Energy: Ancient groundwater is ‘a Pandora’s Box of helium- and hydrogen-producing power’

Nuclear Fusion: The 'energy of today' explained in 2017

We use your sign-up to provide content in ways you’ve consented to and to improve our understanding of you. This may include adverts from us and 3rd parties based on our understanding. You can unsubscribe at any time. More info

The mine, Moab Khotsong, is located around 100 miles southwest of Johannesburg, and boasts one of the world’s deepest shafts, at a maximum depth of around 1.86 miles. Geochemist Dr Oliver Warr of the University of Toronto told Live Science: “In these deep settings, water is held in cracks in the rock and, over time, they interact, resulting in uranium, which then decays over millions and even billions of years, creating noble gases.” Measuring the concentration of these gases in the water, the researchers explained, allowed them to determine how long they have been present within the rock.

In the groundwater from Moab Khotsong, the team found unprecedented concentrations of radioactive decay products like helium, neon, argon and xenon.

They also found an isotope of krypton, a never-before-seen tracer of this powerful reaction history.

The researchers explained that the radiation breaks apart water molecules in a process known as radiolysis — thereby producing large concentrations of hydrogen.

This process provides an essential energy source for microbial communities living in these deep waters in the Earth which are unable to get their energy from sunlight via photosynthesis.

US National Science Foundation Division of Earth Sciences program director Julie Pett-Ridge said: “This research expands our thinking about the degree of connection between Earth’s surface and subsurface.”

It also, she added, changes “our idea of what constitutes a habitable environment.”

Dr Warr said: “For the first time, we have insights into how energy stored deep in the Earth’s subsurface can be released and distributed more broadly through its crust over time.

“Think of it as a Pandora’s Box of helium- and hydrogen-producing power.”

Dr Warr continued: “Solid materials such as plastic, stainless steel and even solid rock are eventually penetrated by diffusing helium.

“Our results show that this diffusion has provided a way for 75–82 percent of the helium and neon originally produced by these radiogenic reactions to be transported through the overlying crust.”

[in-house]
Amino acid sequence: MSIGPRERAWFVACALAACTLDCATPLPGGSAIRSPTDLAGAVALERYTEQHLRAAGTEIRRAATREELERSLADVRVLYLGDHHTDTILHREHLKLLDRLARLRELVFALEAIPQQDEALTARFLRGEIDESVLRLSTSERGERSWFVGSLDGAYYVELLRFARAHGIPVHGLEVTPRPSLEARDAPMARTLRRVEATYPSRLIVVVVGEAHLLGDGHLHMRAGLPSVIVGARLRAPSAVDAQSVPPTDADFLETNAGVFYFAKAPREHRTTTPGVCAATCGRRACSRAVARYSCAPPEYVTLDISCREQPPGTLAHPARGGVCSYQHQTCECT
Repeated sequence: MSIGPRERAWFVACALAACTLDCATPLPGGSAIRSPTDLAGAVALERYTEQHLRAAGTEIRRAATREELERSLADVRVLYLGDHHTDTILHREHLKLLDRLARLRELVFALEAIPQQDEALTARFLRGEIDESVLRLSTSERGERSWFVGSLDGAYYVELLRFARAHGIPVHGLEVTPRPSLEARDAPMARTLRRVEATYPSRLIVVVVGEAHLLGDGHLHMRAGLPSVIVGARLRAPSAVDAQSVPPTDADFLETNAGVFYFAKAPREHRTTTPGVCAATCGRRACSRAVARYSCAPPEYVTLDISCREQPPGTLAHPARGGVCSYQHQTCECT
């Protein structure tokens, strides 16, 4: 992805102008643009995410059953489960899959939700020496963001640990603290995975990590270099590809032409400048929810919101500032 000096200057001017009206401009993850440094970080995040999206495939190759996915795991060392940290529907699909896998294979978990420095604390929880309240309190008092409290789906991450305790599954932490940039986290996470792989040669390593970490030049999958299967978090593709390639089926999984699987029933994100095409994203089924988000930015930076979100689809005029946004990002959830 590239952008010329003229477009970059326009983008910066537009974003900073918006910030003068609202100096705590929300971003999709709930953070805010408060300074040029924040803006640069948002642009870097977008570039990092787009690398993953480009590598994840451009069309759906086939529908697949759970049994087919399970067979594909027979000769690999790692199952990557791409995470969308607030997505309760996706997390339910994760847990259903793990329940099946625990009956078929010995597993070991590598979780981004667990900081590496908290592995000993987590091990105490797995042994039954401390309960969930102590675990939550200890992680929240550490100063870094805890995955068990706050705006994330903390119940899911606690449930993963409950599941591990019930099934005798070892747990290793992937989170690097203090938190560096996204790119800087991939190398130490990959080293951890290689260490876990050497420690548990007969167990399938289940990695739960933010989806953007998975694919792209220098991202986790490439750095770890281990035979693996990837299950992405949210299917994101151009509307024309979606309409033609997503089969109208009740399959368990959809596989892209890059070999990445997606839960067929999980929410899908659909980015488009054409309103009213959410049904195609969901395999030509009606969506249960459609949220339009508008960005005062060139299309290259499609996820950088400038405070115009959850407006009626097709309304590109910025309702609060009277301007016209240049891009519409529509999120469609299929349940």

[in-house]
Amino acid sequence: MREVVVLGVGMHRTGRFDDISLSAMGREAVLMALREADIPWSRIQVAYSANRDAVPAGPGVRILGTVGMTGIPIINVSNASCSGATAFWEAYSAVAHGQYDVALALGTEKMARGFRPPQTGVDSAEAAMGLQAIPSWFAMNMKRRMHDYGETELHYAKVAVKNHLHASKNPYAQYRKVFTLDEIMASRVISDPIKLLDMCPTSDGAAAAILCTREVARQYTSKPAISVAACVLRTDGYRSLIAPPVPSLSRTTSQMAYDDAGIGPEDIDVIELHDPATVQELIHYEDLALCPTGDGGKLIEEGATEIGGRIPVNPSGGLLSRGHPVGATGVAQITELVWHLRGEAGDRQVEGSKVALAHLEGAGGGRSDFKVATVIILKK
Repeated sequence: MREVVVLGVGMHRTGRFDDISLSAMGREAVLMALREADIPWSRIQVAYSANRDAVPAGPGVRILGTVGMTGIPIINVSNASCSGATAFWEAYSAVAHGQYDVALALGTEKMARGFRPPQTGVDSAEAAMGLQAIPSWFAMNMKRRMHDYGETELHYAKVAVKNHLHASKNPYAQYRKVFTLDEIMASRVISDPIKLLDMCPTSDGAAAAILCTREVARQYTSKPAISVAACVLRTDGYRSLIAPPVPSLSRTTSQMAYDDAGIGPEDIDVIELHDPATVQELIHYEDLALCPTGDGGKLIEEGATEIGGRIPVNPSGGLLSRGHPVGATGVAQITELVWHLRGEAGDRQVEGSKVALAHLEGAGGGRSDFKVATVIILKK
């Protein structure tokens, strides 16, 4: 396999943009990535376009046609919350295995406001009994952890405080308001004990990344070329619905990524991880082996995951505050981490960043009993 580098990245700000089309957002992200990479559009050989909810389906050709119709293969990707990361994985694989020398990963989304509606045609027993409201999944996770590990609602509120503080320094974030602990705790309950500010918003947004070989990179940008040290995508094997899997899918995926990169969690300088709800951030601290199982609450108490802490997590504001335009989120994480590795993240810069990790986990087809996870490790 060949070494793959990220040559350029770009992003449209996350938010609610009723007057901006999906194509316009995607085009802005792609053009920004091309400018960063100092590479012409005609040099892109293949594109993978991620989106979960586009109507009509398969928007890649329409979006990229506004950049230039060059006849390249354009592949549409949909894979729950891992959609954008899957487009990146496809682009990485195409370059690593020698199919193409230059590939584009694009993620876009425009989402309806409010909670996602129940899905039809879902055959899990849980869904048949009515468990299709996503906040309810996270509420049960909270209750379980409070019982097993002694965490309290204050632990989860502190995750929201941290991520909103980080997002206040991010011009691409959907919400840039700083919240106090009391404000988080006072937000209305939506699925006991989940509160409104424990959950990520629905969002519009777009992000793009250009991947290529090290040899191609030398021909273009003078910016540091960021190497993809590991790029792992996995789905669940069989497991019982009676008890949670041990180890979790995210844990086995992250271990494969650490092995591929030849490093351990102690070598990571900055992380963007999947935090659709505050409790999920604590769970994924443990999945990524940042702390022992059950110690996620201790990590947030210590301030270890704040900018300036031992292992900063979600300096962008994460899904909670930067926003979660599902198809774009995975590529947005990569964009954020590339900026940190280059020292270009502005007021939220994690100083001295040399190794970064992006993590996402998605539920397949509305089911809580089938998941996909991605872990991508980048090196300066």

Insights provided by the study, the team said, are a critical step forward as global helium reserves run out and the transition to more sustainable resources gain traction.

The problem with helium is that, being both lightweight and disinclined to combine with other elements, once it gets into the atmosphere it can easily escape Earth’s gravitational pull.

However, the slippery gas has the potential to be used as a fuel in the nuclear fusion reactors of the future.

DON’T MISS: 
France and Germany humiliated in fighter jet production [INSIGHT]
Solar storm warning as ‘canyon of fire’ to slam into Earth IN HOUR [ANALYSIS]
British military spy plane heads to Black Sea [REPORT]

The discovery at Moab Khotsong follows the find in 2013 of 1.8 billion-year-old groundwater in the Kidd Creek Mine in Ontario, Canada.

Dr Warr said: “One of the most exciting parts about this new discovery is that at first we thought the groundwater at Kidd Creek was an outlier.

“But now we have this brand-new site located somewhere different with a completely different geologic history that also preserves fluid on a billion-year timescale.

“It looks like this is a feature of these environments, which represent about 72 percent of the total continental crust by surface area.

“As long as there is water and rock, you’ll see the production of helium and hydrogen — and that doesn’t necessarily mean this has to be taking place only on Earth.

“If there is water on the subsurface of Mars or any other rocky planet, helium and hydrogen could be generated there too, leading to yet another energy source.”

The full findings of the study were published in the journal Nature Communications.

Source: Read Full Article